4. joe says:

    Then, of course, the government does it the other way. They moved a 4 star Army headquarters from McPherson to Bragg. At Bragg, after a long drive to the airport, it is only a short hop to get to Hartsfield-Jackson, and from there you can go anywhere. I guess that is what happens when you are spending taxpayer money.

  5. jh says:

    I work in Midtown now, living in Sandy Springs. 30 minute morning commute (15 minute drive to Marta then 15 minute train ride).

    Wouldn’t be able to accept driving from Midtown to Duluth everyday like a lot of the older generation. There is a lot of new hires at our firm that are choosing marta. And I know lots of sports goers used to use the train (sadly a team moved to Cobb).

    • Dave Bearse says:

      Not to worry. New transit to Suntrust Stadium is but a delayed Tim Lee gift to the out-of-state billionaire owner of the Braves.

  6. S. Lee Guy says:

    I’d be curious to know if your intern could realistically afford the rent at Avalon which I’ve heard ranges from $1,750 to $5,000 per month.

    Millennials want to live there, but can they afford it?

  7. Dr. Monica Henson says:

    I’d give anything for a train into north Cherokee County. I’d take it every day (I live in Pickens). The way it is now, I can drive 58 miles from home to my office Downtown, or I can drive 50+ miles to the North Springs station to take the train the rest of the way.

    • zedsmith says:

      I humbly and with love submit that its a bad idea to choose to live so far away from where you work. :-/

      • TheEiger says:

        You have to love the people that made the conscious decision to live in the suburbs or out in the middle of nowhere and then ask the taxpayers to make their commute better by building an expensive train that takes you from where you don’t want to be to be to where you don’t want to go. Great idea. Couple of options. Move your practice to Cherokee, move to inside the perimeter, retire or quit complaining about your commute. All are legitimate alternatives to a couple hundred million dollar train to be paid for by taxpayers.

        • Will Durant says:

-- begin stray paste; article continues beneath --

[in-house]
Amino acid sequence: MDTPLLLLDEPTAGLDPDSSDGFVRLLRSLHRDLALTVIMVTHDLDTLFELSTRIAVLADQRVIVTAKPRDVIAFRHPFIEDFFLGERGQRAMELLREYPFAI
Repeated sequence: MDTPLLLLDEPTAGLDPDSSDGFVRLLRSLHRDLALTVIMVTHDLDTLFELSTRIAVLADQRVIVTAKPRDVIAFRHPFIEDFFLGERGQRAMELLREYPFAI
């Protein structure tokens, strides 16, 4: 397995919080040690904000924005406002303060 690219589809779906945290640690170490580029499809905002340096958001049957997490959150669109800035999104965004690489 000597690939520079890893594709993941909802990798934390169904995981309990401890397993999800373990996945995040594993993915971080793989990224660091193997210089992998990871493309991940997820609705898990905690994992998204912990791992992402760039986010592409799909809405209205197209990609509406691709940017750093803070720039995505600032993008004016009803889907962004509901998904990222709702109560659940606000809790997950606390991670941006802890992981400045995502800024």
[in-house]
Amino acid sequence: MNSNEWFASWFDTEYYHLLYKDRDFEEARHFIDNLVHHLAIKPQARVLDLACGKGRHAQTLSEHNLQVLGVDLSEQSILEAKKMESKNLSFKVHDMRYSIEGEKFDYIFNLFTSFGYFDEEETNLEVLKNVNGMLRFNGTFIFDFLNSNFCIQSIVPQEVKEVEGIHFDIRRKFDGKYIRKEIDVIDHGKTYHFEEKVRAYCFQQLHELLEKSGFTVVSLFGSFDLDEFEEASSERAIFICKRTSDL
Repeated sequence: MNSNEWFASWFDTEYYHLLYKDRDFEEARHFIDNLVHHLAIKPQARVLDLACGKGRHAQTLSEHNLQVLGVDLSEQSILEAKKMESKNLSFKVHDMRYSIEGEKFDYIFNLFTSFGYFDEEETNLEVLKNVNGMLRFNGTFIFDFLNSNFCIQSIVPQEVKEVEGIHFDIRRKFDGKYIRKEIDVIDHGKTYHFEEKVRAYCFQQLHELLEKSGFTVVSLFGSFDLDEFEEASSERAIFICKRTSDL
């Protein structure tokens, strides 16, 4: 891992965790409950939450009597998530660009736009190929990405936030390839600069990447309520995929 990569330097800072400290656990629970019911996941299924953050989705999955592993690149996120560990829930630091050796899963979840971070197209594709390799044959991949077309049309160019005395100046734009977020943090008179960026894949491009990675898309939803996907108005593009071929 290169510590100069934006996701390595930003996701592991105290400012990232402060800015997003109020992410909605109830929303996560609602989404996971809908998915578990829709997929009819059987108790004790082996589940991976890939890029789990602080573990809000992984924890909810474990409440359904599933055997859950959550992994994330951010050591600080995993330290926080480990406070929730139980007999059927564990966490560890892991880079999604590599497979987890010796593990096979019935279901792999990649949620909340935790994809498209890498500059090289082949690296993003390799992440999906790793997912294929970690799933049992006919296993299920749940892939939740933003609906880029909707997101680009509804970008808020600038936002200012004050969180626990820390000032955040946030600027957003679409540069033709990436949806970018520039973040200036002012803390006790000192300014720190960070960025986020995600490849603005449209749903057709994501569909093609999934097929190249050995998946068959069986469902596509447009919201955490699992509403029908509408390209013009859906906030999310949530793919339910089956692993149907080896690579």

You also have to love the people with no kids or are wealthy enough to afford Pace Academy who always sling this same sanctimonious sentiment every time this subject come up.

          • TheEiger says:

            Say what you want about me, but my wife and I made the decision to live where we do in North Fulton so that we wouldn’t have to send our kids to Pace. My wife works downtown and drives 400 twice everyday, but we decided living where we do and commuting was best for us. We also aren’t asking for you to pay to make our commute easier. That’s the problem with you liberals. You want to make your own decisions on how you live your lives, but want others to pay for your decisions.

            • Will Durant says:

              Didn’t say that about you in particular but meant it more for the guy identifying himself as a millennial above as this argument arises nearly every time regarding sprawl in Atlanta. I don’t personally commute anymore but the school situation inside the perimeter has been an issue prior to the birth of my kids and still has never been properly addressed. I’m not looking for you or anybody else to pay me or mine a damn thing. I am fiscally responsible and believe in paying as you go, both for myself personally and my government. The fact that Texas has more than triple the road bonds as Georgia is seldom touted by those pointing out that their motor fuel tax is cheaper.

        • saltycracker says:

          The job growth is OTP for skilled workers as that is where the desired family lifestyles/public schools are and where businesses are relocating to. Millennials like Brookhaven until they hook up and have a kid then it is off to Cobb, north Fulton, Forsyth or Cherokee. With or without MARTA.